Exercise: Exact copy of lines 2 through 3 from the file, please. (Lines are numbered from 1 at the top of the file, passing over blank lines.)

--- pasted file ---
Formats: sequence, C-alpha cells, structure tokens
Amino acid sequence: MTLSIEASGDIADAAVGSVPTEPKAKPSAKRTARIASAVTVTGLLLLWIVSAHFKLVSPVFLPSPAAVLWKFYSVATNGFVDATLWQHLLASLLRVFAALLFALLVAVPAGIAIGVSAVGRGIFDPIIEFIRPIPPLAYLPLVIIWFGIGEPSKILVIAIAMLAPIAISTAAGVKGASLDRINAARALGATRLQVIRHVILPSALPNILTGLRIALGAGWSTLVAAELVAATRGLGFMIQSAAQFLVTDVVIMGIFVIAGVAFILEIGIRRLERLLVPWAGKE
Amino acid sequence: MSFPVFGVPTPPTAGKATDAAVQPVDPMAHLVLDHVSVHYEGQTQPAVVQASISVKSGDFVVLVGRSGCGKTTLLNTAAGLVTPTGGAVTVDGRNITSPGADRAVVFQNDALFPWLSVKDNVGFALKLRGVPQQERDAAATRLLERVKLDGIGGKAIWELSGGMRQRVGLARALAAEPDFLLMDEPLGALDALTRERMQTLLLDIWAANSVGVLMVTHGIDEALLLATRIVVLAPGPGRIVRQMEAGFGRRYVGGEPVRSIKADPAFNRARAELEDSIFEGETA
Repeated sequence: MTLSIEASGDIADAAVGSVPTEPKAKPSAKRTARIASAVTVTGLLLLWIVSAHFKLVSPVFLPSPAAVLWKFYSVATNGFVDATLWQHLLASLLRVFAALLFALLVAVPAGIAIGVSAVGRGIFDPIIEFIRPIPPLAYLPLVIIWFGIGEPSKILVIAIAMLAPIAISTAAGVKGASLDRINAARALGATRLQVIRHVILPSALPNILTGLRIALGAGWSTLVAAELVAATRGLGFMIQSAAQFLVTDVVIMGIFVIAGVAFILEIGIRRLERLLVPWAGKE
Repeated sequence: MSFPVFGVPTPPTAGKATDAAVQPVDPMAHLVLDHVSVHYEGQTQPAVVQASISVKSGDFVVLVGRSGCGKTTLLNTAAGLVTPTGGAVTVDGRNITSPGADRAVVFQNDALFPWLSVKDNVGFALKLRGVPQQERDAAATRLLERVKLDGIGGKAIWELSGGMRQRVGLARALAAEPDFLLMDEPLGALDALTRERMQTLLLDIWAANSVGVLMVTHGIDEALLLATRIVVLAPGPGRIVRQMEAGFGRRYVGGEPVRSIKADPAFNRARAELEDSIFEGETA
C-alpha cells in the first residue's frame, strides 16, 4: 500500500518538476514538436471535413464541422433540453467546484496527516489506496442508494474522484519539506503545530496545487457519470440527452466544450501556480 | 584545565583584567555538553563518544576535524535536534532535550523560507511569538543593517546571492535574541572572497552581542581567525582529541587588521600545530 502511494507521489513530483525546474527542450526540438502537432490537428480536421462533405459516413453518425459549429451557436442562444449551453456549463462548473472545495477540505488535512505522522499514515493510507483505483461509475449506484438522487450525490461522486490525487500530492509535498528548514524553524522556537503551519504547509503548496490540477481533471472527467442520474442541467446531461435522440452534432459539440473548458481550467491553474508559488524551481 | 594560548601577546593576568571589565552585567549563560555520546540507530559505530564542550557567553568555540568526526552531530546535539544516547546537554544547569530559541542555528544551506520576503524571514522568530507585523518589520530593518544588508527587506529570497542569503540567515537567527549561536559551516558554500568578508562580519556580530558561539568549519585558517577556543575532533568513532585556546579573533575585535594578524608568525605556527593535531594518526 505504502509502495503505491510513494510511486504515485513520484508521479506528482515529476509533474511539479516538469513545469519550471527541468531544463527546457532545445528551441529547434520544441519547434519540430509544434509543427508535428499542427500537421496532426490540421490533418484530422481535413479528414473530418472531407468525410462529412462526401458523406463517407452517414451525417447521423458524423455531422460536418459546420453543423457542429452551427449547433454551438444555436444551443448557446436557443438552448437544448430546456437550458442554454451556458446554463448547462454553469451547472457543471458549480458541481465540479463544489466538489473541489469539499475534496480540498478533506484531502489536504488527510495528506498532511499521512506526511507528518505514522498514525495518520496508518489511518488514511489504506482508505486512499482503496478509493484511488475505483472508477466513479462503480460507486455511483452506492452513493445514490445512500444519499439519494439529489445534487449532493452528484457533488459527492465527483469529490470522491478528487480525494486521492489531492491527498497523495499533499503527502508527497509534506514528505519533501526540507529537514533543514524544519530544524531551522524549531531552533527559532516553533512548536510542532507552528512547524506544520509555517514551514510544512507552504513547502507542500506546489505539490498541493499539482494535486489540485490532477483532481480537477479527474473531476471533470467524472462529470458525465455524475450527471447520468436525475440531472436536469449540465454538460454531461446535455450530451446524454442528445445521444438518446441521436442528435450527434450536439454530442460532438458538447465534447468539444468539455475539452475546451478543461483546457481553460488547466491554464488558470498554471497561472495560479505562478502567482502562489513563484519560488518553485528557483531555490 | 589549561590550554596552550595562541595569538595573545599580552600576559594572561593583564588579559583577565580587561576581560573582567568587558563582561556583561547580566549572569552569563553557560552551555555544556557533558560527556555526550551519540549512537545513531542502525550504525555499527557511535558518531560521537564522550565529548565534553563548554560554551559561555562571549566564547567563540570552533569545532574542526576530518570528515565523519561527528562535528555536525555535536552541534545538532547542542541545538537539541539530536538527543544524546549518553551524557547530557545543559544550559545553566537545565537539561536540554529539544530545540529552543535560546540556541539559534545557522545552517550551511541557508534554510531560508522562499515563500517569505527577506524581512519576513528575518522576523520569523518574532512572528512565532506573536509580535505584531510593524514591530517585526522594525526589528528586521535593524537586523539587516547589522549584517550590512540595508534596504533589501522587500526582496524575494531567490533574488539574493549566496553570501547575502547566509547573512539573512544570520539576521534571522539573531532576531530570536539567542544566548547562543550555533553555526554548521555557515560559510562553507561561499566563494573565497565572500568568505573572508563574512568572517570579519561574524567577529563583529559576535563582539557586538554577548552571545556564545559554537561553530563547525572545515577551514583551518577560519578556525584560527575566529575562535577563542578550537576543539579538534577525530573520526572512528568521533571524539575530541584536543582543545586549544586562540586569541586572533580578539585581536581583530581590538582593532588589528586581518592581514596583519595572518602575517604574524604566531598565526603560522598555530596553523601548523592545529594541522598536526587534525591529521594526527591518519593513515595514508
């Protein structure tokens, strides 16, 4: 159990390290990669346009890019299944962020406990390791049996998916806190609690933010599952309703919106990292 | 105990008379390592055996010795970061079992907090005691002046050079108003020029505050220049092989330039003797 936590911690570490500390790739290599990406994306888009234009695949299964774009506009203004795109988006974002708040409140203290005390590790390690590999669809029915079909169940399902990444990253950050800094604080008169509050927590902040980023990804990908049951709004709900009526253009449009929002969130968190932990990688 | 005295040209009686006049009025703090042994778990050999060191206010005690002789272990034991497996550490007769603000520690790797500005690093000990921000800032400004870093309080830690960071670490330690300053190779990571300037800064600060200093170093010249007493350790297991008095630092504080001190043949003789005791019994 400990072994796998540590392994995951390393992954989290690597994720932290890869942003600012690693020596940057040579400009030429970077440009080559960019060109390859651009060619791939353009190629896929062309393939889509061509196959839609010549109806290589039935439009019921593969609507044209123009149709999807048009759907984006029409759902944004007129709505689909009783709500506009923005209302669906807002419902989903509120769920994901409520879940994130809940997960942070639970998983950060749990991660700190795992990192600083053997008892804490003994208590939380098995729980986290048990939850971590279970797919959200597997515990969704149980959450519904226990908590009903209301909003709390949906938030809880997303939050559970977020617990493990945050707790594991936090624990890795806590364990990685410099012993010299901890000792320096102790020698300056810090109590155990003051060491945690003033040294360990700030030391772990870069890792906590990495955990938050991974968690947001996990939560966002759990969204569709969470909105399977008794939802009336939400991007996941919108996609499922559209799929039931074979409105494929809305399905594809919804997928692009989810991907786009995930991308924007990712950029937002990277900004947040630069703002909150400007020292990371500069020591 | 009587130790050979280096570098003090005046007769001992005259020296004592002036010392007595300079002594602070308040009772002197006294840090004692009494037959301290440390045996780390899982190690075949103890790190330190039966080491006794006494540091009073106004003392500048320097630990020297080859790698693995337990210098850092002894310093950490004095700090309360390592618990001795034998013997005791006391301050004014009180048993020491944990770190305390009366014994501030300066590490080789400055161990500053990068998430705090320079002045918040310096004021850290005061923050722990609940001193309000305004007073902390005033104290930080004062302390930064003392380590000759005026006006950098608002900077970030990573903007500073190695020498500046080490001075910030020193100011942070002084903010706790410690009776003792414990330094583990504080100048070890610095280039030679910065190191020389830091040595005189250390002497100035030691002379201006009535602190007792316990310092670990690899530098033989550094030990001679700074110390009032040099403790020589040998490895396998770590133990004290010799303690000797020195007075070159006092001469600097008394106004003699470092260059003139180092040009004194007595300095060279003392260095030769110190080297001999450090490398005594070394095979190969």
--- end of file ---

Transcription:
Amino acid sequence: MTLSIEASGDIADAAVGSVPTEPKAKPSAKRTARIASAVTVTGLLLLWIVSAHFKLVSPVFLPSPAAVLWKFYSVATNGFVDATLWQHLLASLLRVFAALLFALLVAVPAGIAIGVSAVGRGIFDPIIEFIRPIPPLAYLPLVIIWFGIGEPSKILVIAIAMLAPIAISTAAGVKGASLDRINAARALGATRLQVIRHVILPSALPNILTGLRIALGAGWSTLVAAELVAATRGLGFMIQSAAQFLVTDVVIMGIFVIAGVAFILEIGIRRLERLLVPWAGKE
Amino acid sequence: MSFPVFGVPTPPTAGKATDAAVQPVDPMAHLVLDHVSVHYEGQTQPAVVQASISVKSGDFVVLVGRSGCGKTTLLNTAAGLVTPTGGAVTVDGRNITSPGADRAVVFQNDALFPWLSVKDNVGFALKLRGVPQQERDAAATRLLERVKLDGIGGKAIWELSGGMRQRVGLARALAAEPDFLLMDEPLGALDALTRERMQTLLLDIWAANSVGVLMVTHGIDEALLLATRIVVLAPGPGRIVRQMEAGFGRRYVGGEPVRSIKADPAFNRARAELEDSIFEGETA